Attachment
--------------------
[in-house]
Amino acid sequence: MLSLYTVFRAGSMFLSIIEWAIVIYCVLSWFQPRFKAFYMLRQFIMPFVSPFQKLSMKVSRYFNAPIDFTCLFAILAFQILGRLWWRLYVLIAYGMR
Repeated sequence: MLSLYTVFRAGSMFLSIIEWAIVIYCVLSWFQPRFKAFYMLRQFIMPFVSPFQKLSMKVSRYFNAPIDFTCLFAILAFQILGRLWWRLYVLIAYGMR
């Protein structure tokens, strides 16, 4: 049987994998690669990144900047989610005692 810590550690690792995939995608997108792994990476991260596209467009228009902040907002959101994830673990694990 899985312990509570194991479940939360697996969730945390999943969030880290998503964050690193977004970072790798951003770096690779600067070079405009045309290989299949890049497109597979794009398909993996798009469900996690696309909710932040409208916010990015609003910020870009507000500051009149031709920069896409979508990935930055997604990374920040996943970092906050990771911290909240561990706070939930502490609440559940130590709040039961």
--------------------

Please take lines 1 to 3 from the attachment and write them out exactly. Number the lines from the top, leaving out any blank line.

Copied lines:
[in-house]
Amino acid sequence: MLSLYTVFRAGSMFLSIIEWAIVIYCVLSWFQPRFKAFYMLRQFIMPFVSPFQKLSMKVSRYFNAPIDFTCLFAILAFQILGRLWWRLYVLIAYGMR
Repeated sequence: MLSLYTVFRAGSMFLSIIEWAIVIYCVLSWFQPRFKAFYMLRQFIMPFVSPFQKLSMKVSRYFNAPIDFTCLFAILAFQILGRLWWRLYVLIAYGMR